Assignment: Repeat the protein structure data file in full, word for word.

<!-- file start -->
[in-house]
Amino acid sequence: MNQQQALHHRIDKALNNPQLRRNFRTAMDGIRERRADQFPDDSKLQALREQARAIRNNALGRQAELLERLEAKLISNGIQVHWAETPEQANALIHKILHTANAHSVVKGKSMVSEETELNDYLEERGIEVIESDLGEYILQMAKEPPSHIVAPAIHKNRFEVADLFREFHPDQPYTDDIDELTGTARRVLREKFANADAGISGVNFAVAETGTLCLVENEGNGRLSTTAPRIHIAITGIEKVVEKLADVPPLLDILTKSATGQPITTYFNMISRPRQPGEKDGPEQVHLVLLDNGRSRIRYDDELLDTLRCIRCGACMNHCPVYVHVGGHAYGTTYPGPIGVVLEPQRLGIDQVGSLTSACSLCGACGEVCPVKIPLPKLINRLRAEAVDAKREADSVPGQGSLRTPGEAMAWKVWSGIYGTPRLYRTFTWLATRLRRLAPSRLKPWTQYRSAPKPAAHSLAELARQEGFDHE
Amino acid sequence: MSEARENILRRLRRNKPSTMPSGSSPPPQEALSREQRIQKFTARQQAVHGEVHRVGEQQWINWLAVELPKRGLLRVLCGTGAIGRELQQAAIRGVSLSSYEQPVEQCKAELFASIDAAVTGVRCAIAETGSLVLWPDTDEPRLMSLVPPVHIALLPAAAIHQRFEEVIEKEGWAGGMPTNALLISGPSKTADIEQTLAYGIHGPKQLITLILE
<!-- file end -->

[in-house]
Amino acid sequence: MNQQQALHHRIDKALNNPQLRRNFRTAMDGIRERRADQFPDDSKLQALREQARAIRNNALGRQAELLERLEAKLISNGIQVHWAETPEQANALIHKILHTANAHSVVKGKSMVSEETELNDYLEERGIEVIESDLGEYILQMAKEPPSHIVAPAIHKNRFEVADLFREFHPDQPYTDDIDELTGTARRVLREKFANADAGISGVNFAVAETGTLCLVENEGNGRLSTTAPRIHIAITGIEKVVEKLADVPPLLDILTKSATGQPITTYFNMISRPRQPGEKDGPEQVHLVLLDNGRSRIRYDDELLDTLRCIRCGACMNHCPVYVHVGGHAYGTTYPGPIGVVLEPQRLGIDQVGSLTSACSLCGACGEVCPVKIPLPKLINRLRAEAVDAKREADSVPGQGSLRTPGEAMAWKVWSGIYGTPRLYRTFTWLATRLRRLAPSRLKPWTQYRSAPKPAAHSLAELARQEGFDHE
Amino acid sequence: MSEARENILRRLRRNKPSTMPSGSSPPPQEALSREQRIQKFTARQQAVHGEVHRVGEQQWINWLAVELPKRGLLRVLCGTGAIGRELQQAAIRGVSLSSYEQPVEQCKAELFASIDAAVTGVRCAIAETGSLVLWPDTDEPRLMSLVPPVHIALLPAAAIHQRFEEVIEKEGWAGGMPTNALLISGPSKTADIEQTLAYGIHGPKQLITLILE